GLENDALE, Ariz. -- Infielder Everth Cabrera's turning point may have been when the government of his home country of Nicaragua sent him to Cuba for three months of rehabilitation in 2016 following a string of off-field incidents over several years.
At a time when he should have been just entering the prime of his baseball career, Cabrera was:
• Briefly detained following an argument with a fellow citizen in Nicaragua in 2015.
• Arrested on accusations of driving under the influence in September 2014 and charged with resisting arrest.
• Suspended from MLB for testing positive for performance-enhancing drugs in 2013, a time he recalls as his low point.
"I touched the floor really bad," said Cabrera, who is now 30 years old.
• Spring Training:Information | Tickets | Schedule | Gear
That 2013 season also happened to be Cabrera's best in the Majors. He set career-highs with a .283 batting average, 108 hits, four home runs and five triples, earning a spot on the National League All-Star team. However, his season was derailed by a wrist injury, then the 50-game PED suspension in August.
Struggles during stops with the Orioles and Giants organizations in 2015 culminated in his release from San Francisco's Triple-A affiliate when he reportedly refused to play because management didn't give him a September callup to the big leagues.
Cabrera said he got caught up in the wrong crowd -- people he thought were friends and fans, but who instead just liked that he had money -- and the infielder turned to alcohol and drugs.
Cabrera said he went "crazy."
"When you open your eyes, you're around a lot of people you don't know," he said. "Those people trying to get you to the clubs, to the bars, all that kind of [stuff]."
Cabrera moved to Nicaragua to "try the real life" and shift back into a new mindset where he could improve himself. Rehabilitation in Cuba got him started on the right track.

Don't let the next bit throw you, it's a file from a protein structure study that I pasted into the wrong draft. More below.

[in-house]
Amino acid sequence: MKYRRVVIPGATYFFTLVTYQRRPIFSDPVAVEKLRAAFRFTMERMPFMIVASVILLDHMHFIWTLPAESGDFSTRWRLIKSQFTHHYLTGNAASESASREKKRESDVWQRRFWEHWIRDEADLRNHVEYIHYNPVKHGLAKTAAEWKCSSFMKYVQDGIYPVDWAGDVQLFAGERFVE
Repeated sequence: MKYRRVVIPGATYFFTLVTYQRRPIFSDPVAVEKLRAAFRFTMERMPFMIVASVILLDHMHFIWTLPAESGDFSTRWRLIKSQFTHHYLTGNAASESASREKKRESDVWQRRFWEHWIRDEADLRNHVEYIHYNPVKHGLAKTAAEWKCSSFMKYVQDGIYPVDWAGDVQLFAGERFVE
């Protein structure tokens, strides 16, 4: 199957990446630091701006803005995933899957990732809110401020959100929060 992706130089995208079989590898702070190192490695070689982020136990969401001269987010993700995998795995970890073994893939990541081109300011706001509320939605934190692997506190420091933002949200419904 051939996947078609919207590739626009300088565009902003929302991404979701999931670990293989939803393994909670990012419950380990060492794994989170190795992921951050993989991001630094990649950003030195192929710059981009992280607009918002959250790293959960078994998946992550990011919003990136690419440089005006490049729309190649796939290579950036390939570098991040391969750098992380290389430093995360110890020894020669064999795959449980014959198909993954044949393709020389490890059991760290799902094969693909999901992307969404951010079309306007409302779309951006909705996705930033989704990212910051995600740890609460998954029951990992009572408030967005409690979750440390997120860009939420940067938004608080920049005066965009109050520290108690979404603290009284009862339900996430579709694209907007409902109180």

"That was the best three months, I can say, in the season," he said. "That was my tough season right there, because now you're talking about your life, not only baseball."
The White Sox organization took notice of Cabrera's maturation. Manager Rick Renteria, who coached the Padres in multiple capacities when Cabrera was with San Diego, said the Sox reached out. Cabrera was signed to a Minor League contract in January.
"There were no promises made," Renteria said. "He's prepared to do whatever the organization wishes him to do -- whether that's play in the Minor Leagues or be with us. He's just coming in to show everybody that he's capable of being on a Major League field again."
Cabrera is focused on baseball. On Wednesday, he was working out until the last moments before a 9 a.m. team meeting. He didn't come into the clubhouse until the final 20 minutes before the team took the field to play against the D-backs. And after the game, he went straight to the weight room.
Pitcher Cory Luebke, who spent time with Cabrera in the Padres organization and now occupies the locker two down from him in the White Sox clubhouse, called Cabrera a "fireball."
Luebke laughed and described how Cabrera barreled into the catcher in the eighth inning of Tuesday's game against the Reds. Cabrera scored three runs, and the White Sox won 10-9.
"You know what you're going to get from him every day," Luebke said. "He gives everything he's got every day -- offensively, defensively, on the basepaths ... just a complete player."
Now six months sober, Cabrera is ready for his opportunity at a comeback.
"My body feels unbelievable, and every day right now, my mind, it's lifted," he said. "Every day is a new day, a new opportunity that God has given to me."